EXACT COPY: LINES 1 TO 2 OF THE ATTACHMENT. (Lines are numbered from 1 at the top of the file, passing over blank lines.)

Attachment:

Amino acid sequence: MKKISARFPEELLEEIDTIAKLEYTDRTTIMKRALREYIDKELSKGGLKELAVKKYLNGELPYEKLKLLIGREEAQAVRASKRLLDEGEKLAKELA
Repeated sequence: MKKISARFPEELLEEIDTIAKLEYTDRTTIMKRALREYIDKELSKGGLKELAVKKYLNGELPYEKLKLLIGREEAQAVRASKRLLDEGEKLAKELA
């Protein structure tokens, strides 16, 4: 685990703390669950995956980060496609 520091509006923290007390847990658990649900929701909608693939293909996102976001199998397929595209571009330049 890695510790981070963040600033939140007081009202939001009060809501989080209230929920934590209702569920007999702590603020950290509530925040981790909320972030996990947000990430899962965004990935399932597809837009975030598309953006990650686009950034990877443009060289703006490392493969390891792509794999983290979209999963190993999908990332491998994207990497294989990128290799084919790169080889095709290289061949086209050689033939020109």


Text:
Amino acid sequence: MKKISARFPEELLEEIDTIAKLEYTDRTTIMKRALREYIDKELSKGGLKELAVKKYLNGELPYEKLKLLIGREEAQAVRASKRLLDEGEKLAKELA
Repeated sequence: MKKISARFPEELLEEIDTIAKLEYTDRTTIMKRALREYIDKELSKGGLKELAVKKYLNGELPYEKLKLLIGREEAQAVRASKRLLDEGEKLAKELA